Mark Taylor outlined priorities for the Capital Improvement Plan (CIP) to the Greene County board of supervisors at its Feb. 23 meeting, prior to the development of the fiscal year 2022 budget.
“The water supply project is the top priority on everyone’s list,” Taylor said. “The emergency services center and other facilities for public safety are also quite high.”
Taylor said he believes there is a path forward regarding the water supply project, which had been halted by the Rapidan Service Authority’s Board of Members decision last year to end facility fee billing and the subsequent lawsuit by Greene County.
Items expected to have some funds included in fiscal year 2022 include three generators; an ambulance; upgraded county phone system; county administration paving/expansion; building safety improvements; courthouse complex repairs; and replacement of water/sewer infrastructure.
The amount needed for all the projects in the CIP is roughly $91 million in the next five years. However, it’s up to the supervisors to approve a capital budget.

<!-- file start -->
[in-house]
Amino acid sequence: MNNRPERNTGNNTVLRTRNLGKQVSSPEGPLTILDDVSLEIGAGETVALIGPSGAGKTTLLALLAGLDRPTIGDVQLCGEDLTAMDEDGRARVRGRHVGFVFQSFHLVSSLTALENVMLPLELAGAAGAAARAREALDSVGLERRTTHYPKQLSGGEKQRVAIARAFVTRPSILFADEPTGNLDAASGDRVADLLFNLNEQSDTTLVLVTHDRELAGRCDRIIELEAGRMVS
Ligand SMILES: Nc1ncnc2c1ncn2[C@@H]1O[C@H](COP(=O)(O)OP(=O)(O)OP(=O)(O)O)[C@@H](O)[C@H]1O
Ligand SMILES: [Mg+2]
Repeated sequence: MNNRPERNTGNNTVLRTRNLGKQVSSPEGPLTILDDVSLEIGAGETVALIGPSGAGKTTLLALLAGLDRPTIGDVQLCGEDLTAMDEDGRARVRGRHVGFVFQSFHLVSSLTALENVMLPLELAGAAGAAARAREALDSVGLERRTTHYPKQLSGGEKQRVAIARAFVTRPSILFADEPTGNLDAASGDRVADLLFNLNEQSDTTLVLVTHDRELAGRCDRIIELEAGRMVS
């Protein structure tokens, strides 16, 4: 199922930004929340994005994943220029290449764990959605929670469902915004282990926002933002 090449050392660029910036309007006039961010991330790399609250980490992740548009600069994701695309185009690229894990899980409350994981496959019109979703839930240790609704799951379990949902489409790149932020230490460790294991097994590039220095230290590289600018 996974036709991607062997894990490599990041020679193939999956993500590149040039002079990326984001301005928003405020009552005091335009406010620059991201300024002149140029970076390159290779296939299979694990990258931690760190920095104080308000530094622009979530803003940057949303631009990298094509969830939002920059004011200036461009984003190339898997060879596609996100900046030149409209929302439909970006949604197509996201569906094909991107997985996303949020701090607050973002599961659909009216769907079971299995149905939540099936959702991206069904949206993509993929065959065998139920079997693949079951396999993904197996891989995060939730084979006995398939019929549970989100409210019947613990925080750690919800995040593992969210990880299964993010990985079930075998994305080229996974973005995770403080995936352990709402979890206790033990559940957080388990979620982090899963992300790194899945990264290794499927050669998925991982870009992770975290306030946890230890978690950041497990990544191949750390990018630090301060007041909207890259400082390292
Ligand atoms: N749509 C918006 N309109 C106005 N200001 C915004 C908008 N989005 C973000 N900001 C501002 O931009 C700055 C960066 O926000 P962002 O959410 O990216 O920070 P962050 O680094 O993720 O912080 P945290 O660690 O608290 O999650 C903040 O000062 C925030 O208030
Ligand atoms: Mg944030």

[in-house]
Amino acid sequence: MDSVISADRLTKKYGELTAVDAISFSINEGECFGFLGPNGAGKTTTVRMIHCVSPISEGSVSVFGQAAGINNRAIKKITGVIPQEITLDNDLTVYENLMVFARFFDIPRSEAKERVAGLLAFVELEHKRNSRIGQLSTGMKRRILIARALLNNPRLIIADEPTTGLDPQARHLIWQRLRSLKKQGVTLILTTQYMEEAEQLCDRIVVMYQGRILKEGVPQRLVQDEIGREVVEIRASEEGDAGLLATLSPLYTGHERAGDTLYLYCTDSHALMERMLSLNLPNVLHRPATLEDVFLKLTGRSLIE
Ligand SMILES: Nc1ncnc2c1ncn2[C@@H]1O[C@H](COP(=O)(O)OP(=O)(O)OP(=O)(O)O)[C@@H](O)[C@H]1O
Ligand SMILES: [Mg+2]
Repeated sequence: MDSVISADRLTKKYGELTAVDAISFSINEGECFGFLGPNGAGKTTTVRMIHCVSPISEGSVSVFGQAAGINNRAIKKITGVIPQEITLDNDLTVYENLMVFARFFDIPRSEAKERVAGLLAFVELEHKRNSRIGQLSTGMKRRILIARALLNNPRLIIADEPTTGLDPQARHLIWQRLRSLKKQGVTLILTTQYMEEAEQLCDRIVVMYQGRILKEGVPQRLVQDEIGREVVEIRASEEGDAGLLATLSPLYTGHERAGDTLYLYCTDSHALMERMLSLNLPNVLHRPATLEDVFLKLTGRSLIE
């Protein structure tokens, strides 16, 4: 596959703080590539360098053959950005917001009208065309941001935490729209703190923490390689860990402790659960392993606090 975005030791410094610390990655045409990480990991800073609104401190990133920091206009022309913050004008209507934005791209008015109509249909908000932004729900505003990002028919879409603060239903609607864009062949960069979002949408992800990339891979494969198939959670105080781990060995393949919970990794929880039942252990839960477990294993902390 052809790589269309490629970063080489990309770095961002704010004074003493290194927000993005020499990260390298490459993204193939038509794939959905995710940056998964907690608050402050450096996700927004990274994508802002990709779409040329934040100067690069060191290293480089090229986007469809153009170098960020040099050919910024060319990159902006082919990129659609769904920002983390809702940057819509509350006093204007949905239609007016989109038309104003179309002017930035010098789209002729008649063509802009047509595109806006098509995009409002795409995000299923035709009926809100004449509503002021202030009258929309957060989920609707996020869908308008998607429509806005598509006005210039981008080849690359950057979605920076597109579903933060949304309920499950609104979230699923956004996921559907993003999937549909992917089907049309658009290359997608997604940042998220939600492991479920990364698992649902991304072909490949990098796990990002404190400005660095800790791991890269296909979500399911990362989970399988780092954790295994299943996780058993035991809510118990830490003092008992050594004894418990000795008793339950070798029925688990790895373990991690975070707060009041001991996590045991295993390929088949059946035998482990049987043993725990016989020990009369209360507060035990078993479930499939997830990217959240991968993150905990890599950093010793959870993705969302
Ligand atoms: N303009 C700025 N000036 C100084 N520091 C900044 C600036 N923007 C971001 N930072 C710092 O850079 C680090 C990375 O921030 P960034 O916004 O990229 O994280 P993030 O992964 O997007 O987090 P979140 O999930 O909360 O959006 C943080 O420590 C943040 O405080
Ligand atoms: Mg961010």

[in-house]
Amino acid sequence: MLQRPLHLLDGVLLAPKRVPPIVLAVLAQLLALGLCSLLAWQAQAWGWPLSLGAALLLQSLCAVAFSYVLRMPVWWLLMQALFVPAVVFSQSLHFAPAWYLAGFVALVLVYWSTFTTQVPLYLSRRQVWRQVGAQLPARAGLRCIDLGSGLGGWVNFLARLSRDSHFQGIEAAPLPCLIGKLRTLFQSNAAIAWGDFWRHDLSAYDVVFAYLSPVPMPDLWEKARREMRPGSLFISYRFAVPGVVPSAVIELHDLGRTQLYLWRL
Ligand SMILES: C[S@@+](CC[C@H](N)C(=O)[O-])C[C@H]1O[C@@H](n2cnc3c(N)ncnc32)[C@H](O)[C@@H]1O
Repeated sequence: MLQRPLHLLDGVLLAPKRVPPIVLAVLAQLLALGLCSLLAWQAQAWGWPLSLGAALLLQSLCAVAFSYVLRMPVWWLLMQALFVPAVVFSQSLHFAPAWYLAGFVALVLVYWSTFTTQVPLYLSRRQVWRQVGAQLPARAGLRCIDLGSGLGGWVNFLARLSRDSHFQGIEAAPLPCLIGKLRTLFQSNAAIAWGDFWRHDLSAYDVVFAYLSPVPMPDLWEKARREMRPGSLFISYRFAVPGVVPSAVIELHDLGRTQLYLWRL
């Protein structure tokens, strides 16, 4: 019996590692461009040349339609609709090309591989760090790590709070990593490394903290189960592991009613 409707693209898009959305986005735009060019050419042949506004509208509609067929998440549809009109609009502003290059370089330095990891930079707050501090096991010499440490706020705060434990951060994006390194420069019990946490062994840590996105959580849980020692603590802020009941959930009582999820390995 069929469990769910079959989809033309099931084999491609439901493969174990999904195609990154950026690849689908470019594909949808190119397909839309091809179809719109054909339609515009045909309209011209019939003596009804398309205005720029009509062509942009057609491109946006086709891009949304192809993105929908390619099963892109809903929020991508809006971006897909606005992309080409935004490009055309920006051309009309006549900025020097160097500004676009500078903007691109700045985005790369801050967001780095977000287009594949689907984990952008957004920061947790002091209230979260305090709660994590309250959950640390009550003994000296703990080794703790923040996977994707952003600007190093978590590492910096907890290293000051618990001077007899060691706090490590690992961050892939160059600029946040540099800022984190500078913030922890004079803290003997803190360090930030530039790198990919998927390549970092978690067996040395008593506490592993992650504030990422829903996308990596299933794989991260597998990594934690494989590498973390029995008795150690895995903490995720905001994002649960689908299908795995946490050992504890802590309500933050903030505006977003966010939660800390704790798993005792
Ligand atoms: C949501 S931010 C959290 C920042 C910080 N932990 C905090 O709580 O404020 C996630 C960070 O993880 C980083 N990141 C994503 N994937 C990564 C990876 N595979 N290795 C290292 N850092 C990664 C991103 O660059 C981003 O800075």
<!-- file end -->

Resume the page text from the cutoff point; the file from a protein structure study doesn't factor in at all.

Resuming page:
“This was really consolidating the feedback we’ve gotten from the board with the interest to encourage further discussion, identify other items beyond the water supply project and public safety to come back for further consideration and discussion,” Taylor said.
“I appreciate everyone weighing in,” said board Chairman Bill Martin, Stanardsville. “It’s certainly a little bit daunting, but they’re all needs.”
Other capital items include an emergency communications system; a public safety building and/or public safety training center; new space for the health department; parking lot repairs at the two annex buildings—the sheriff’s office and registrar; a community center; and land for a new elementary school. The county estimates the community center could cost upwards of $15 million. The water supply project is estimated at $60 million. The emergency communication system has a price tag of $6 million. Replacement of water and sewer infrastructure is estimated at $3.1 million. Repairs to the courthouse, which was built in 1838, are expected to cost roughly $185,000. A new public safety building is estimated at $3.4 million.
“I want to comment that I think this is a good step,” said Monroe Supervisor Steve Bowman. “It will allow us to look at resources that might come to us in terms of grants and other opportunities for investment to try to focus on these items. I think it’s a good start for us.”
The county completed a facilities audit in 2018 with the contractor Cardno, which recommended roughly $891,000 in urgent repairs to the 19 county-owned buildings.